Acne: Causes, treatment, and tips

Acne is a chronic, inflammatory skin condition that causes spots and pimples, especially on the face, shoulders, back, neck, chest, and upper arms.

Whiteheads, blackheads, pimples, cysts, and nodules are all types of acne.

It is the most common skin condition in the United States, affecting up to 50 million Americans yearly.

It commonly occurs during puberty, when the sebaceous glands activate, but it can occur at any age. It is not dangerous, but it can leave skin scars.

The glands produce oil and are stimulated by male hormones produced by the adrenal glands in both males and females.

At least 85 percent of people in the U.S. experience acne between the ages of 12 and 24 years.

Fast facts on acne

Here are some facts about acne. More detail is in the main article.

Acne is a skin disease involving the oil glands at the base of hair follicles.

It affects 3 in every 4 people aged 11 to 30 years.

It is not dangerous, but it can leave skin scars.

Treatment depends on how severe and persistent it is.

Risk factors include genetics, the menstrual cycle, anxiety and stress, hot and humid climates, using oil-based makeup, and squeezing pimples.

Home remedies

Acne
Acne is a common skin problem.

There are many suggested home remedies for acne, but not all of them are supported by research.

Diet: It is unclear what role diet plays in worsening acne. Scientists have found that people who consume a diet that offers a good supply of vitamins A and E and of zinc may have a lower risk of severe acne. One review describes the link between acne and diet as “controversial,” but suggests that a diet with a low glycemic load may help.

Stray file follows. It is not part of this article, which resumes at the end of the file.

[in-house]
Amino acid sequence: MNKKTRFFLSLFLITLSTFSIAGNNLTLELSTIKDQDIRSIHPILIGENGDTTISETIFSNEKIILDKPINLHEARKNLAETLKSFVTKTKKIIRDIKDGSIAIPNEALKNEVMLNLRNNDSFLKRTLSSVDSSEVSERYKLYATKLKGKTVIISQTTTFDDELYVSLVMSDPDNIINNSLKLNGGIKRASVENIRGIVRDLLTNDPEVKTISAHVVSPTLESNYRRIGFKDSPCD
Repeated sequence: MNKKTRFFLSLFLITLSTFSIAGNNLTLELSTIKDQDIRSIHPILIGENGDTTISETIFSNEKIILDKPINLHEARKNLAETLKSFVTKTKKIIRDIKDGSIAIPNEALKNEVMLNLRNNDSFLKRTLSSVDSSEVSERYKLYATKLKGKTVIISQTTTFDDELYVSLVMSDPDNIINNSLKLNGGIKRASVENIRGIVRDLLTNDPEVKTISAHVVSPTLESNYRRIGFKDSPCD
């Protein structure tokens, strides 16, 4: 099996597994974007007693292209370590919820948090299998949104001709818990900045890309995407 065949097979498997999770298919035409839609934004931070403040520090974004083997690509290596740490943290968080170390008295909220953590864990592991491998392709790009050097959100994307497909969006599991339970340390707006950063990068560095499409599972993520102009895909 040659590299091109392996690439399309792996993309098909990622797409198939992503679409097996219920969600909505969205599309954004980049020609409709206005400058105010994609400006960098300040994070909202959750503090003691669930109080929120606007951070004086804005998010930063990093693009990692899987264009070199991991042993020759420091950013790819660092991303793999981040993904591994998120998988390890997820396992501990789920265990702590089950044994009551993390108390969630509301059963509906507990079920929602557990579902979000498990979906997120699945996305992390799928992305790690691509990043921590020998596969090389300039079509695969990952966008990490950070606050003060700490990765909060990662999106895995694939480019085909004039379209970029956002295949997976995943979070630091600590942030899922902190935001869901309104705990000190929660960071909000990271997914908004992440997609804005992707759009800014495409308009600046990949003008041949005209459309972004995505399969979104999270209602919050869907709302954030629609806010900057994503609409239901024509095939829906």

Tea-tree oil: Results of a study of 60 patients published in the Indian Journal of Dermatology, Venereology, and Leprology suggested that 5-percent tea-tree oil may help treat mild to moderate acne.

If you want to buy tea-tree oil, then there is an excellent selection online with thousands of customer reviews.

Tea: There is some evidence that polyphenols from tea, including green tea, applied in a topical preparation, may be beneficial in reducing sebum production and treating acne. However, the compounds in this case were extracted from tea, rather than using tea directly.

Moisturizers: These can soothe the skin, especially in people who are using acne treatment such as isotretinoin, say researchers. Moisturizers containing aloe vera at a concentration of at least 10 percent or witch hazel can have a soothing and possibly anti-inflammatory effect.

Acne gel
A variety of steroidal and non-steroidal creams and gels are available to treat acne, and many are effective.

Mild acne can be treated with over-the-counter (OTC) medications, such as gels, soaps, pads, creams, and lotions, that are applied to the skin.

Creams and lotions are best for sensitive skin. Alcohol-based gels dry the skin and are better for oily skin.

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